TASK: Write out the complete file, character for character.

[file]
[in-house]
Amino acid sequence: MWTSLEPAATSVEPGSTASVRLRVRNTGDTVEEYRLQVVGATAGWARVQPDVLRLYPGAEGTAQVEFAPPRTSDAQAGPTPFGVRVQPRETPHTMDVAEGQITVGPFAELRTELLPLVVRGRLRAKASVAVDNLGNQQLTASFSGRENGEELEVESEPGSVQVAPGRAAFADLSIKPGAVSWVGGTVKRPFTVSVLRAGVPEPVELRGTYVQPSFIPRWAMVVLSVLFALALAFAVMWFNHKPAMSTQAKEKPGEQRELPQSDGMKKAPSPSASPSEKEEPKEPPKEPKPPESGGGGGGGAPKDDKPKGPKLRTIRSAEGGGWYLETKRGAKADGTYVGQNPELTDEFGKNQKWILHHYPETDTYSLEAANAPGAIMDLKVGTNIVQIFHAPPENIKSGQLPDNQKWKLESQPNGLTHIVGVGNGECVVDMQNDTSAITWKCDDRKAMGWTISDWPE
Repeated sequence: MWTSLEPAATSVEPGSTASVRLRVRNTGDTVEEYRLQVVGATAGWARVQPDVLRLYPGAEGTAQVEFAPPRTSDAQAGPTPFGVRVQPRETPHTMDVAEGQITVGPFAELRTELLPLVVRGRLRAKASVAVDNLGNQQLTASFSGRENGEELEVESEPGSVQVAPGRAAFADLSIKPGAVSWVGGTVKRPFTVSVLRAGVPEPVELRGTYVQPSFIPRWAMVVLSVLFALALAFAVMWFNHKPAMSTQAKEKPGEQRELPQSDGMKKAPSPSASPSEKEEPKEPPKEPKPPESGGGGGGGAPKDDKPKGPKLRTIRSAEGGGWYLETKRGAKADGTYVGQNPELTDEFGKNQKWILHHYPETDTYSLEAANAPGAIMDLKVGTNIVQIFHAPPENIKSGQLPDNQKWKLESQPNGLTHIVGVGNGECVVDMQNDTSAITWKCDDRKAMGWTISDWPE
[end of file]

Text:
[in-house]
Amino acid sequence: MWTSLEPAATSVEPGSTASVRLRVRNTGDTVEEYRLQVVGATAGWARVQPDVLRLYPGAEGTAQVEFAPPRTSDAQAGPTPFGVRVQPRETPHTMDVAEGQITVGPFAELRTELLPLVVRGRLRAKASVAVDNLGNQQLTASFSGRENGEELEVESEPGSVQVAPGRAAFADLSIKPGAVSWVGGTVKRPFTVSVLRAGVPEPVELRGTYVQPSFIPRWAMVVLSVLFALALAFAVMWFNHKPAMSTQAKEKPGEQRELPQSDGMKKAPSPSASPSEKEEPKEPPKEPKPPESGGGGGGGAPKDDKPKGPKLRTIRSAEGGGWYLETKRGAKADGTYVGQNPELTDEFGKNQKWILHHYPETDTYSLEAANAPGAIMDLKVGTNIVQIFHAPPENIKSGQLPDNQKWKLESQPNGLTHIVGVGNGECVVDMQNDTSAITWKCDDRKAMGWTISDWPE
Repeated sequence: MWTSLEPAATSVEPGSTASVRLRVRNTGDTVEEYRLQVVGATAGWARVQPDVLRLYPGAEGTAQVEFAPPRTSDAQAGPTPFGVRVQPRETPHTMDVAEGQITVGPFAELRTELLPLVVRGRLRAKASVAVDNLGNQQLTASFSGRENGEELEVESEPGSVQVAPGRAAFADLSIKPGAVSWVGGTVKRPFTVSVLRAGVPEPVELRGTYVQPSFIPRWAMVVLSVLFALALAFAVMWFNHKPAMSTQAKEKPGEQRELPQSDGMKKAPSPSASPSEKEEPKEPPKEPKPPESGGGGGGGAPKDDKPKGPKLRTIRSAEGGGWYLETKRGAKADGTYVGQNPELTDEFGKNQKWILHHYPETDTYSLEAANAPGAIMDLKVGTNIVQIFHAPPENIKSGQLPDNQKWKLESQPNGLTHIVGVGNGECVVDMQNDTSAITWKCDDRKAMGWTISDWPE